Editorials, Opinion

A dangerous fallacy: ‘If they’re polluting, why shouldn’t we?’

It’s an old fallacious argument — a variation of the bandwagon fallacy (“everyone else is doing it”) that goes like this: Everyone else is misbehaving, so why should I have to behave?

It’s one that Sen. Joe Manchin hinted at Tuesday when he made sure to mention that developing countries like China and India are increasing coal production and use while the U.S. pushes for renewables too quickly. (Emphasis on “devoloping.” The U.S. underwent its coal-fueled industrial revolution decades ago, while developing nations are just now reaching that point.) It’s a timely argument, too, considering leaders from 130 countries are meeting this week to discuss climate change, and two of the world’s biggest polluters, Russia and China, aren’t in attendance. 

In the context of fossil fuels, renewable energy and climate change, it’s the argument that countries shouldn’t have to make changes and sacrifices — such as transitioning away from coal and gas and cutting down carbon emissions — because other countries aren’t doing anything. Let’s look at the issue from the perspective of this analogy:

You live in a lakeside community. In this fictional lakeside community, all the drinkable and usable water comes from the lake, and the lake has a natural filtration system that allows it to remove a limited amount of waste, but there’s no other way to filter the water. Most people in your community are pretty good about not throwing trash or filthy water into the lake, but sometimes poop happens. However, there are a handful of neighbors who just don’t care. Those neighbors constantly dump litter and drain their toilets into the lake.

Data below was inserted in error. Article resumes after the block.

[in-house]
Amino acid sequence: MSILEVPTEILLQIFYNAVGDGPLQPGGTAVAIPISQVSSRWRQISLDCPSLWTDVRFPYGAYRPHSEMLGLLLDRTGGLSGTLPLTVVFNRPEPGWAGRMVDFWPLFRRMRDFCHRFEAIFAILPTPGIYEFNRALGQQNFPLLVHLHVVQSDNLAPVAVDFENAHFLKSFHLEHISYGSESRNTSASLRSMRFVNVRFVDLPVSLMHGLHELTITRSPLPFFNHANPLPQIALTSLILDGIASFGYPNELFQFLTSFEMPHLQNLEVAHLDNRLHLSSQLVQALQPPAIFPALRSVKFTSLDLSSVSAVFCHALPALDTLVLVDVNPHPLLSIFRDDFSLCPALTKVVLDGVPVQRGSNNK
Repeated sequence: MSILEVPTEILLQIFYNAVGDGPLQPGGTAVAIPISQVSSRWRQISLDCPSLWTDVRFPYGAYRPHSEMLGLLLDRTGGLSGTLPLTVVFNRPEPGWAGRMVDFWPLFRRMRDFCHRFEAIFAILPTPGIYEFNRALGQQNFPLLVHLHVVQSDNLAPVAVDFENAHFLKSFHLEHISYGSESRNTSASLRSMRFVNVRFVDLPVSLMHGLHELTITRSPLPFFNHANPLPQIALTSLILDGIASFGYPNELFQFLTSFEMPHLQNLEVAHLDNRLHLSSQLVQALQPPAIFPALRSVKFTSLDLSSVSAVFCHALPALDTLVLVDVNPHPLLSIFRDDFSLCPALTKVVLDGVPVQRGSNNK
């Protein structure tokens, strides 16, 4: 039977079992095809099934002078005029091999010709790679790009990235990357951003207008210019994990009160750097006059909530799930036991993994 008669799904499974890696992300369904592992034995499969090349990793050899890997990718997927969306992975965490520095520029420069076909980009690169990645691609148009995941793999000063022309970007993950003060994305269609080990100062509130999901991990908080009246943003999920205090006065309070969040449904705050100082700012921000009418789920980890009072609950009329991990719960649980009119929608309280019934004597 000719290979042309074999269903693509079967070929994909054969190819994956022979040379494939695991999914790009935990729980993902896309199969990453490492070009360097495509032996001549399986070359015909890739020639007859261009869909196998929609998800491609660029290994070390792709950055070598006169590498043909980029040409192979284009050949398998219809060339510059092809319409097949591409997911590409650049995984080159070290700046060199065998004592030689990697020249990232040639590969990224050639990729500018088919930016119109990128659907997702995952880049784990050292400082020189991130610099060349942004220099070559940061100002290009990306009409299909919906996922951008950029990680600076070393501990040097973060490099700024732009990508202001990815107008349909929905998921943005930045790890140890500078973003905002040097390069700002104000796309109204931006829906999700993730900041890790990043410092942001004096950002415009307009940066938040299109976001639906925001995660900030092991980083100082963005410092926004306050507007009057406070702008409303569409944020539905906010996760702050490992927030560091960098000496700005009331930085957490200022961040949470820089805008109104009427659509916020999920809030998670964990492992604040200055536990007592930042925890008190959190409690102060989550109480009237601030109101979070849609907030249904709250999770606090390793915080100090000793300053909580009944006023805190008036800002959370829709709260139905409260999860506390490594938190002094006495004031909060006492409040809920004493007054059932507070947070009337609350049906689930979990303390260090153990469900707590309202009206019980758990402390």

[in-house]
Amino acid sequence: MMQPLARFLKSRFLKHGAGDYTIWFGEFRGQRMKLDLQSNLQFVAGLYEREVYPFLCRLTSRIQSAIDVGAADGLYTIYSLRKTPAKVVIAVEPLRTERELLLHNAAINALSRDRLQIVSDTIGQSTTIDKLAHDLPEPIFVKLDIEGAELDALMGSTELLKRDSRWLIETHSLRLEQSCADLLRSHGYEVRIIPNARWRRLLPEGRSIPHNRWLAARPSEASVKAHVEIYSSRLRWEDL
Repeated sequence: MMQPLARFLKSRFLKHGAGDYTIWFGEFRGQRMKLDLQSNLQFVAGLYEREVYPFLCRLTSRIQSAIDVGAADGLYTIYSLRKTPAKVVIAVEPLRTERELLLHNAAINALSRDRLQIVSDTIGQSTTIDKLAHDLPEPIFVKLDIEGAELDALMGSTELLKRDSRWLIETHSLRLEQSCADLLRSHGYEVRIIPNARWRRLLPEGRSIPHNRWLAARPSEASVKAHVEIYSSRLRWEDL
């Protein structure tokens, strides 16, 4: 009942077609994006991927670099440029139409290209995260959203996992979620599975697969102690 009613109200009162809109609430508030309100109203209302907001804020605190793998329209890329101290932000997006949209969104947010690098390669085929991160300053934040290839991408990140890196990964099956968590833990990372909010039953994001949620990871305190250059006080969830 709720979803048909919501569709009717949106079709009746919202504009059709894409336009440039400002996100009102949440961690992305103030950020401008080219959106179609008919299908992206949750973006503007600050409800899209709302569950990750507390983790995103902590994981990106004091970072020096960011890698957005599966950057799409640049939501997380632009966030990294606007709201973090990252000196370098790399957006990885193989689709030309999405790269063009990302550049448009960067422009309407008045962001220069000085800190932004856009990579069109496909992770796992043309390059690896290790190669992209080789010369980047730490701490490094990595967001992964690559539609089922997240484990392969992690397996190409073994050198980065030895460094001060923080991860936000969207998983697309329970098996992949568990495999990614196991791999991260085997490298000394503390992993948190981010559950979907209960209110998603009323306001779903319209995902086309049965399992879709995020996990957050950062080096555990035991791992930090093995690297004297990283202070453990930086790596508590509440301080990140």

The lake can clean itself to a certain extent, but because of your neighbors, the water is getting a little gross. You and the other good members of the community confront them, but the polluting neighbors shrug you all off. There is little you can do; you can fine them and bar them from block parties, but that’s it.

Since you can’t force them to stop, what do you do?

Do you continue to do what you’ve been doing: not adding any more waste, but not removing any from the lake either?

Do you keep your own polluting down, and you and other community members help remove litter from the lake so the natural filtration system can work better?

Or do you decide, “Screw it. If they can dump their poop in the water, so can I”?

That last option is what Manchin hinted at Tuesday and it’s the stance too many have taken. But the problem with the final scenario is, if more people decide to dump their waste into the lake, soon the water will be undrinkable and squalid, and the entire community that depends on it will die out.

Our planet is the lake. We only get the one, and it can only do so much to heal itself. And if every country puts its own convenience first, the planet becomes uninhabitable that much quicker.

Climate change is a global problem, but with hyper-local consequences, and it requires a global response. Scientists around the world are ringing the alarm that we are at a critical junction, and the steps we take now will set the course of global warming for the next hundred years. Mainly: Can we keep the global temperature from reaching catastrophic levels?

Like the slacker on a group project, there will always be a few countries that stand as an obstacle to the greater goal, but they cannot be permitted to halt forward progress, and we cannot use them as an excuse for our own inaction.